Today, philosophers who seek to transcend the dichotomy between reductive materialism and Cartesian dualism generally adopt some version of non-reductive materialism (Davidson, 1963, 1970; Fodor, 1974; Searle, 1983, 1992; Chalmers, 1996), claiming that although all mental states and events are causally realized in the brain, there is not a particular type of brain state corresponding to each type of mental state. The reason for this is that we identify and individuate mental states in terms of a folk psychological language of “attitudes,” “beliefs,” “desires,” “emotions,” “goals,” etc., which is holistic, insofar as it describes mental states as partly constituted by their relations to each other and their neurophysiological realization and behavioral manifestation as therefore dependent upon the entire network of mental states. In other words, on non-reductive materialism, no particular belief, goal, desire, or other intentional state, let alone a more complex folk psychological concept such as “personality,” “character,” or “well-being,” can even in principle be isolated and reduced to neurophysiology or behavior, and these irreducible folk psychological concepts are crucial for understanding human psychology.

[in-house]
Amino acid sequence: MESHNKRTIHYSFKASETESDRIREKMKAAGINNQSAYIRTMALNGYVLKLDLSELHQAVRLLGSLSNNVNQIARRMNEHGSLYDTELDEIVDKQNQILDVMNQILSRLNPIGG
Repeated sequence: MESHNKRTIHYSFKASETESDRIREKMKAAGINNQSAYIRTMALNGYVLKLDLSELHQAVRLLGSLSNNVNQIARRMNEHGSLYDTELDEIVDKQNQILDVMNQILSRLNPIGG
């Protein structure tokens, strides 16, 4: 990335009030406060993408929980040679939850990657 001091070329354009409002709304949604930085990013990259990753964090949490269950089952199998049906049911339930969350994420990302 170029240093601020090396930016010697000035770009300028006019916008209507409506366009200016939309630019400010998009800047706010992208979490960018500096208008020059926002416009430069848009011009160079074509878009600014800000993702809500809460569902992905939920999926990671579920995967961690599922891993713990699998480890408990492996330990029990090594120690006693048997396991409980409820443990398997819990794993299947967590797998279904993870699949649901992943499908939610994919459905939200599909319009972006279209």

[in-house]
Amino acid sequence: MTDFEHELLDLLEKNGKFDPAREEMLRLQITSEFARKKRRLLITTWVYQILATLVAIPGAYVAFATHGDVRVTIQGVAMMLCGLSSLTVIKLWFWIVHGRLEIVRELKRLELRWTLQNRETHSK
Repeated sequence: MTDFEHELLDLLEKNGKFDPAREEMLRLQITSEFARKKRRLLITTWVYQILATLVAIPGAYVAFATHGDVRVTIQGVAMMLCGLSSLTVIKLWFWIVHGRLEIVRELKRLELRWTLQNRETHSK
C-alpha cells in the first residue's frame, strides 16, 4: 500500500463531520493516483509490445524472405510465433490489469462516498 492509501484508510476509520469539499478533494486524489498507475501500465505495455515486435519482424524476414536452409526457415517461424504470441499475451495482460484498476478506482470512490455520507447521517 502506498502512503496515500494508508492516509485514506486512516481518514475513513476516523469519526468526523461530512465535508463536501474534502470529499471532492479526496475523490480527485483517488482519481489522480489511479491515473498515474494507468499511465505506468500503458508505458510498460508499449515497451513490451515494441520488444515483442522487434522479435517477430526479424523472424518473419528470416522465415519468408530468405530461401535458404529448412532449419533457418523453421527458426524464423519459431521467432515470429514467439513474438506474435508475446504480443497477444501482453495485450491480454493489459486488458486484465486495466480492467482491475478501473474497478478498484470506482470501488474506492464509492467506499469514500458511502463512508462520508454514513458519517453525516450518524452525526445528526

A key implication of non-reductive materialism is that human experiences and actions are imbued with meaning; to treat human beings as persons, rather than mere mechanical systems or animals, is to treat them as linguistic beings, who construct reasons and act upon them (Hacker, 2007), partly driven by needs to create and sustain meanings and to assuage fears and anxieties fueled by their uniquely human awareness of their existential condition (Nilsson, 2013). Although meaning-making is today studied in such different fields as the psychology of adaptation and well-being (Janoff-Bulman, 1992; Wong, 2012), social psychology (Greenberg et al., 1986; Heine et al., 2006), and neuropsychology (Gazzaniga, 2005), researchers rarely take into consideration the fact that meaning is constructed within a worldview—the person's most basic beliefs, values, constructs, and scripts for understanding, evaluating, and acting upon reality, which ground the network within which more specific beliefs, goals, intentions, etc., are embedded. A person necessarily lives through a worldview—s/he can only, for example, act, morally or immorally, upon a worldview, and experience well-being, in its distinctly human form, through a worldview. A non-reductive psychological science must therefore treat the person's worldview as an aspect of personality in its own right, not reducible to behavioral or mental regularities (i.e., traits; Nilsson, 2014). Although personalists (Allport, 1937; Stern, 1938; Mounier, 1952; Lamiell, 1987), narrative psychologists (Tomkins, 1965, 1979; McAdams, 1992, 2008), and construct psychologists (Kelly, 1955; Little, 2005) have contributed to such an endeavor, worldviews do not receive the attention they deserve in contemporary psychology (Koltko-Rivera, 2004; Nilsson, 2013, 2014).